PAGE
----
My rating: 4.5 of 5 stars
Biographer Margaret Lea returns one night to her apartment above her father’s antiquarian bookshop. On her steps she finds a letter. It is a hand-written request from one of Britain’s most prolific and well-loved novelists. Vida Winter, gravely ill, wants to recount her life story before it is too late, and she wants Margaret to be the one to capture her history. The request takes Margaret by surprise–she doesn’t know the author, nor has she read any of Miss Winter’s dozens of novels.
Late one night while pondering whether to accept the task of recording Miss Winter’s personal story, Margaret begins to read her father’s rare copy of Miss Winter’s Thirteen Tales of Change and Desperation. She is spellbound by the stories and confused when she realizes the book only contains twelve stories. Where is the thirteenth tale? Intrigued, Margaret agrees to meet Miss Winter and act as her biographer.
As Vida Winter unfolds her story, she shares with Margaret the dark family secrets that she has long kept hidden as she remembers her days at Angelfield, the now burnt-out estate that was her childhood home. Margaret carefully records Miss Winter’s account and finds herself more and more deeply immersed in the strange and troubling story. In the end, both women have to confront their pasts and the weight of family secrets. As well as the ghosts that haunt them still.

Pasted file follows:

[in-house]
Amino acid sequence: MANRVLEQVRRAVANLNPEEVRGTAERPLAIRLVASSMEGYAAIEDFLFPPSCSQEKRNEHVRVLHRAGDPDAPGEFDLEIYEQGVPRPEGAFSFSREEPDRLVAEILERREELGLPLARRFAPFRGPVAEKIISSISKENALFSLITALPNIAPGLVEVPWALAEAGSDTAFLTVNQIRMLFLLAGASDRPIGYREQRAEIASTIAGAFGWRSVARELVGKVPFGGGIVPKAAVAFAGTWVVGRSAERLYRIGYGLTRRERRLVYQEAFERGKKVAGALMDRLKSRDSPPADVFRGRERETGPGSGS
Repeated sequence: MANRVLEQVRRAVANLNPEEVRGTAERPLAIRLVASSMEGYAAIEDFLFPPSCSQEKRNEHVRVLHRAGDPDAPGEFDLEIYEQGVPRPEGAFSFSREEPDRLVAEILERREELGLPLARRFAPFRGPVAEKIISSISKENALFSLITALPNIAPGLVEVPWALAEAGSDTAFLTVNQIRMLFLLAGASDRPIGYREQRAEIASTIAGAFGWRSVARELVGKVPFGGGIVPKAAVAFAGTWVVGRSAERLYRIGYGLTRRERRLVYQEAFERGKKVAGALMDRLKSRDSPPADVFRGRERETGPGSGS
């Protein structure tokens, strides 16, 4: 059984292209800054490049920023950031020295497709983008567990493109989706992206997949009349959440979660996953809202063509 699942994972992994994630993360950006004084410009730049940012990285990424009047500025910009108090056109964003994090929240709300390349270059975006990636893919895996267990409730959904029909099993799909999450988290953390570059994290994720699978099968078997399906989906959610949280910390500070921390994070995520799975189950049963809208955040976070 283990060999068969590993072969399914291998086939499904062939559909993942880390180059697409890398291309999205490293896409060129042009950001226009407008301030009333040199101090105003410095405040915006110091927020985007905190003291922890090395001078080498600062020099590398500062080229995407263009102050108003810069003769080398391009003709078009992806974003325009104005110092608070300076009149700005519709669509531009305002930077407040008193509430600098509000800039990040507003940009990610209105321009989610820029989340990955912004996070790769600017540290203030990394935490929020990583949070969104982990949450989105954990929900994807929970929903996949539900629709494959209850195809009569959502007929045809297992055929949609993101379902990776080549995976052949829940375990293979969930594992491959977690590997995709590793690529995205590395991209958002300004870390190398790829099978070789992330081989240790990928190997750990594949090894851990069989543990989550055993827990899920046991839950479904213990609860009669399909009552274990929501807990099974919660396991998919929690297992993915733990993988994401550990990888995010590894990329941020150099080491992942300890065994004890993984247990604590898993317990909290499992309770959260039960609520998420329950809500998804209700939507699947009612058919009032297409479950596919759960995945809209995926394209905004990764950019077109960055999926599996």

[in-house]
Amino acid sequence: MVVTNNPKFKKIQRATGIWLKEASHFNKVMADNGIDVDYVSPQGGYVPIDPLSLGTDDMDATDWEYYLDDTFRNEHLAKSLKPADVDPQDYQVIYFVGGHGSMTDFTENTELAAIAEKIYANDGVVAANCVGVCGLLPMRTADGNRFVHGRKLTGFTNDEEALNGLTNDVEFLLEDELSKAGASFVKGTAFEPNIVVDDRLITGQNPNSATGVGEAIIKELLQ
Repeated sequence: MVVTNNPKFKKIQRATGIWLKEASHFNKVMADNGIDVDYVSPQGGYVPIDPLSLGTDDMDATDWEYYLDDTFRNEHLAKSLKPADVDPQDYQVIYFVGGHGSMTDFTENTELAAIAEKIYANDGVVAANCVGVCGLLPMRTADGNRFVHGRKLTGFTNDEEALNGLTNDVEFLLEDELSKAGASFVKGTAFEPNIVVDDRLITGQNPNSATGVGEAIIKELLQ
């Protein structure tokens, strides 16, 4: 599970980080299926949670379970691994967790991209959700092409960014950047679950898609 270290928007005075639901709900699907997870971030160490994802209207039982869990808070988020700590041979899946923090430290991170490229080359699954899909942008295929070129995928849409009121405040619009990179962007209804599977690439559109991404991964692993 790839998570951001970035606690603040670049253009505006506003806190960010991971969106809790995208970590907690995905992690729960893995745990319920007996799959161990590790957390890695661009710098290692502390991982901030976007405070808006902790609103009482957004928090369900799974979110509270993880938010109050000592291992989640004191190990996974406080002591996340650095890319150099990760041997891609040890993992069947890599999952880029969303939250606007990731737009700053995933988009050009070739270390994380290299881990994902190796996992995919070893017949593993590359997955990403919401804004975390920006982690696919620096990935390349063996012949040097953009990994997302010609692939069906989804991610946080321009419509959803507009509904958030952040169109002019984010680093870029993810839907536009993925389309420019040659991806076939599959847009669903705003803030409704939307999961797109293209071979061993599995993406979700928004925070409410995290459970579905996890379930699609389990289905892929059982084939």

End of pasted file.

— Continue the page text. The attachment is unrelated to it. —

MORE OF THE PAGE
I enjoyed every minute of The Thirteenth Tale. It was pleasantly spooky, and (for most of the book) beautifully ambiguous: Ghosts? Insanity? (yes, but whose?). The plot twisted and turned. I’d think I knew where it was heading, and then it would veer away.
And yes, I love books featuring books, and this one is no exception. Starting with Margaret in her father’s used bookstore, exploring Miss Winters’ library, catching the allusions to classic books… I wish I remembered Jane Eyre more from reading it 15+ years ago. I wish I’d read Rebecca. I’m sure there were more references I was missing.
I found the exploration of family fascinating. Twins are a recurring theme,as are dysfunctional mothers.
Both Margaret and Ms. Winters were great characters, drawing me into each of their lives. The other characters were fascinating, even if often not people I’d want to know.
Normally, characters are the most important part of a book to me. I liked the characters in The Thirteenth Tale, but what really made the book for me were the twists and turns of the plot and the overall feeling of creepiness.
I read The Thirteenth Tale with my Book Club M. We all enjoyed it, and we had a great discussion. We stayed on topic for our entire discussion period, better than we have in many months. The literary references led to a side topic of what classics we’d read at what times in our lives, and what we’d be interested in rereading now.